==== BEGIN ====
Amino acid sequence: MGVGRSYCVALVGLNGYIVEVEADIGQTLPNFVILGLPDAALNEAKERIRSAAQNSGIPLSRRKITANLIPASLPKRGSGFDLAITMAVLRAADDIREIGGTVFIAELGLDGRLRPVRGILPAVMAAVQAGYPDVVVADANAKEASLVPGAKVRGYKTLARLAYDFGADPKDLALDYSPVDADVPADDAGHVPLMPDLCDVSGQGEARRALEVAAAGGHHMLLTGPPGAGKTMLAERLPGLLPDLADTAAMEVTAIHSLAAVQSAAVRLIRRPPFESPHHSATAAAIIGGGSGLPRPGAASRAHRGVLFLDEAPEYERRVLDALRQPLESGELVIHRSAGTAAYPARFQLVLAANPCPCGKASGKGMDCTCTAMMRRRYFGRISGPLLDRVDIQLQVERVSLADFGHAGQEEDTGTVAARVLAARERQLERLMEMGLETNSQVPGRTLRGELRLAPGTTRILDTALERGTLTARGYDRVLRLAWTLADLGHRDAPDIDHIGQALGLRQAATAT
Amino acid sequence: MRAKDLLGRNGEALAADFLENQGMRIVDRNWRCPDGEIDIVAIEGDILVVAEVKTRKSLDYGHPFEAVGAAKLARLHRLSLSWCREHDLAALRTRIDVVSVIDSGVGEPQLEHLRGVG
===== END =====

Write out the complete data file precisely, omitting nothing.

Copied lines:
Amino acid sequence: MGVGRSYCVALVGLNGYIVEVEADIGQTLPNFVILGLPDAALNEAKERIRSAAQNSGIPLSRRKITANLIPASLPKRGSGFDLAITMAVLRAADDIREIGGTVFIAELGLDGRLRPVRGILPAVMAAVQAGYPDVVVADANAKEASLVPGAKVRGYKTLARLAYDFGADPKDLALDYSPVDADVPADDAGHVPLMPDLCDVSGQGEARRALEVAAAGGHHMLLTGPPGAGKTMLAERLPGLLPDLADTAAMEVTAIHSLAAVQSAAVRLIRRPPFESPHHSATAAAIIGGGSGLPRPGAASRAHRGVLFLDEAPEYERRVLDALRQPLESGELVIHRSAGTAAYPARFQLVLAANPCPCGKASGKGMDCTCTAMMRRRYFGRISGPLLDRVDIQLQVERVSLADFGHAGQEEDTGTVAARVLAARERQLERLMEMGLETNSQVPGRTLRGELRLAPGTTRILDTALERGTLTARGYDRVLRLAWTLADLGHRDAPDIDHIGQALGLRQAATAT
Amino acid sequence: MRAKDLLGRNGEALAADFLENQGMRIVDRNWRCPDGEIDIVAIEGDILVVAEVKTRKSLDYGHPFEAVGAAKLARLHRLSLSWCREHDLAALRTRIDVVSVIDSGVGEPQLEHLRGVG